GoldenEye the game: An artefact from the end of history

The re-release of this classic 1990s first-person shooter shows us what the culture might have become—but didn’t
February 7, 2023

Released in 1995, GoldenEye wasn’t just the first Bond film with Pierce Brosnan in the lead role; it was also the first made after the dissolution of the Soviet Union. Its plot is typical for post-Cold War action franchises: old Soviet weapons falling into the hands of dastardly, non-state actors. At the time, western storytellers were rooting around in the debris for antagonists and McGuffins, resurrecting the USSR as a conveniently formless, borderless minefield of leftover people and things, exploding into action due to some combination of regional grudges, rogue egos and greed.

Released two years later, the video-game adaptation of GoldenEye is, if anything, a more perfect encapsulation of this trend. Created by Twycross-based Rare Ltd—one of Britain’s oldest, best-loved game developers—it’s both a peppy, cameo-laden arcade blaster, played from the perspective of Bond himself, and a collection of mouldy Cold War exhibits: radar bases, silos and bunkers emptied of purpose but far from extinguished.

Playing GoldenEye 007’s new re-release on Nintendo’s Switch console, 26 years on, throws much of this into sharper relief. Sure, the same baleful, post-historical ambience is present in later military-themed first-person shooters, such as Call of Duty: Black Ops, but you feel it more in GoldenEye, thanks to the 3D graphics techniques of the mid-1990s: mottled flat surfaces suggestive of munitions rusting in storage; stagnant light and fog that evoke depressive February afternoons, regardless of which time zone Bond is meant to be in.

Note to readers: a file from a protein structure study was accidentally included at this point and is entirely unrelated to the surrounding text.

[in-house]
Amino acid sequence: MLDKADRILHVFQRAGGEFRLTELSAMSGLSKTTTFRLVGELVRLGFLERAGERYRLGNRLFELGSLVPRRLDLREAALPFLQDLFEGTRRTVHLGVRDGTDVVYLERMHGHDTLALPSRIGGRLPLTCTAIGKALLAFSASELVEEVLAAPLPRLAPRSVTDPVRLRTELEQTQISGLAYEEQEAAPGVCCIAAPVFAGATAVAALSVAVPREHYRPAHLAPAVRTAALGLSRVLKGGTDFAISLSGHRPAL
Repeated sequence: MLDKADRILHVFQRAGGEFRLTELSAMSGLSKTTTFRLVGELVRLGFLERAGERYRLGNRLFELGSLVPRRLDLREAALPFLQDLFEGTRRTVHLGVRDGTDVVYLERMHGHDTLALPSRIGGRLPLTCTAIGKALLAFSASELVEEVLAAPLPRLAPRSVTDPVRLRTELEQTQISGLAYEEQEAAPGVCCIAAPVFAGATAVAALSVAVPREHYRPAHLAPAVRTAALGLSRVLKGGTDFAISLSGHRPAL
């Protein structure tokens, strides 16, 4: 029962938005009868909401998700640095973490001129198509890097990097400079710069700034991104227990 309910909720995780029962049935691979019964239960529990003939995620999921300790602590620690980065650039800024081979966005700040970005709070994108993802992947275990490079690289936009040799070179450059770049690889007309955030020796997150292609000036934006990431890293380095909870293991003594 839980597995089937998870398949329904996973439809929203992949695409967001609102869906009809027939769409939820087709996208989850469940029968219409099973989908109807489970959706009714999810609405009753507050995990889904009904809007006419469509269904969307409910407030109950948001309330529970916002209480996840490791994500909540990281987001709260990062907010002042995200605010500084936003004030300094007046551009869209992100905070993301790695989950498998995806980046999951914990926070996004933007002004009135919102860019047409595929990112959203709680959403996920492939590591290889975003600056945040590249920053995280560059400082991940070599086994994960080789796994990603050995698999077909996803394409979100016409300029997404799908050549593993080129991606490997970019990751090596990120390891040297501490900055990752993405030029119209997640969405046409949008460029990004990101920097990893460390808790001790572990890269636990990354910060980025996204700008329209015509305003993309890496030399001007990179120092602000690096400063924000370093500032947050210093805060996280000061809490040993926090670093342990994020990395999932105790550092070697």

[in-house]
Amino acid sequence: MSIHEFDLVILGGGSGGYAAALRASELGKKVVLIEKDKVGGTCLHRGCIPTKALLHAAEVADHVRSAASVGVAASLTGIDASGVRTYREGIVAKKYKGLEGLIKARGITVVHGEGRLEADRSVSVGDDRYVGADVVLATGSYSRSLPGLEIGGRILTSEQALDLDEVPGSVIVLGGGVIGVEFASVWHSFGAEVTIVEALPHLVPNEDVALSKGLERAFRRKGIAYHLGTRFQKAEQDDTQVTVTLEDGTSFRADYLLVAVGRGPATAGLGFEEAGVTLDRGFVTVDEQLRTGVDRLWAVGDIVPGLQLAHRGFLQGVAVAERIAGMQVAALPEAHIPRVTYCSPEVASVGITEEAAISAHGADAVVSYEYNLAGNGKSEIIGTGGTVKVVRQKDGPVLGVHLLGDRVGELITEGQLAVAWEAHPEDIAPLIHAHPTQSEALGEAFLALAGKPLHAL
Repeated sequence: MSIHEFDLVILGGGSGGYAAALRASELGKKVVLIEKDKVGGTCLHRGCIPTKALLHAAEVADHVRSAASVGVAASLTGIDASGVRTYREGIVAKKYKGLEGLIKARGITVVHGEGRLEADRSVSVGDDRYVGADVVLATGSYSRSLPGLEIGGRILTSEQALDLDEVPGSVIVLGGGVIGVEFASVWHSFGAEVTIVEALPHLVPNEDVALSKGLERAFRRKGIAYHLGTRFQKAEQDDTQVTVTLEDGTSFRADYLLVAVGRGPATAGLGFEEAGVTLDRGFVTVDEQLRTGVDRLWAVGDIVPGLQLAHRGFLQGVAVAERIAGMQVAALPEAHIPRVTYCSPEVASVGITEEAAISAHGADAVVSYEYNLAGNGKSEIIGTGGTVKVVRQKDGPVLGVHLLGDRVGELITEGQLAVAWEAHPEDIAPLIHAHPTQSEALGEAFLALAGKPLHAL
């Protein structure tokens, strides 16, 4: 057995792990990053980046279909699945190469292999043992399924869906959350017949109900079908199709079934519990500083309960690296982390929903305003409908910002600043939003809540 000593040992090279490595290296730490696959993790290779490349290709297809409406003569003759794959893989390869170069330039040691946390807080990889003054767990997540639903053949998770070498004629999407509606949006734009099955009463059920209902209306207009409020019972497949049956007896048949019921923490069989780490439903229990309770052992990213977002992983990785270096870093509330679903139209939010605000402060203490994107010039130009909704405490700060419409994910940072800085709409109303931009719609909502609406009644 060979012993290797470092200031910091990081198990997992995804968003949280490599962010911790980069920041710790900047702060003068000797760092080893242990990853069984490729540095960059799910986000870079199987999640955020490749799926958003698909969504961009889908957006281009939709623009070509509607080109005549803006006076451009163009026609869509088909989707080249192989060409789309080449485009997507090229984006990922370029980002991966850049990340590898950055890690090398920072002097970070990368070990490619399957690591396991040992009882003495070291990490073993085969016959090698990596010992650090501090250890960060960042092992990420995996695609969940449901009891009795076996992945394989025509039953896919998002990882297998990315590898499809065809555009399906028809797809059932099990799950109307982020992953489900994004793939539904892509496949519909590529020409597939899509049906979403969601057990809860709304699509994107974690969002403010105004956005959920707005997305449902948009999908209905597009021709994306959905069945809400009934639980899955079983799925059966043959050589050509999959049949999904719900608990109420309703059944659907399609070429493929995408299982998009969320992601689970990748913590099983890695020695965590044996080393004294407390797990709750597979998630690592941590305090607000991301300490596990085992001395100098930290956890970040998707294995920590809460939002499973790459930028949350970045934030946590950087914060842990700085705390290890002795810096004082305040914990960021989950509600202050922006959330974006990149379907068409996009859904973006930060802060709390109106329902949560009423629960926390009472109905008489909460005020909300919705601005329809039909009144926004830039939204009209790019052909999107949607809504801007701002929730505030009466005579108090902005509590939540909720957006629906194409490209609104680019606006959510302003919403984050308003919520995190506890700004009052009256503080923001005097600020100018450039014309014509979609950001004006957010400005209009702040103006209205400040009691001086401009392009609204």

Above all, you feel it in the game’s predominantly Russian opponents, with their pasted-on photographic faces—not so much defenders as prisoners of the game’s worlds. In keeping with nameless Bond goons in general, they’re as comical as they are threatening, woodenly dipping to one knee before taking their shots, squawking and clutching at limbs theatrically when under fire.

If GoldenEye 007’s story and setting are part of the Cold War’s extended aftermath, its multiplayer features reflect another kind of transition. GoldenEye is one of the best-remembered “splitscreen” games—it let up to four people play together on a single N64 console with separate control pads, each player’s perspective taking up a quarter of the screen.

The limited nature of these quarter-perspectives intensified the mazelike feel of the game’s environments, sharpening the confusion as you struggled to isolate your own movements from everybody else’s. But the splitscreen functionality also allowed you to cheat, or “screencheat”, by spying on your opponents’ quadrants. Hated by some players to the point that they started taping cardboard partitions to their TVs, screencheating reflected the elbow-jogging intimacy of what is now called “local” multiplayer, which involves the space around the game as much as everything going on within it.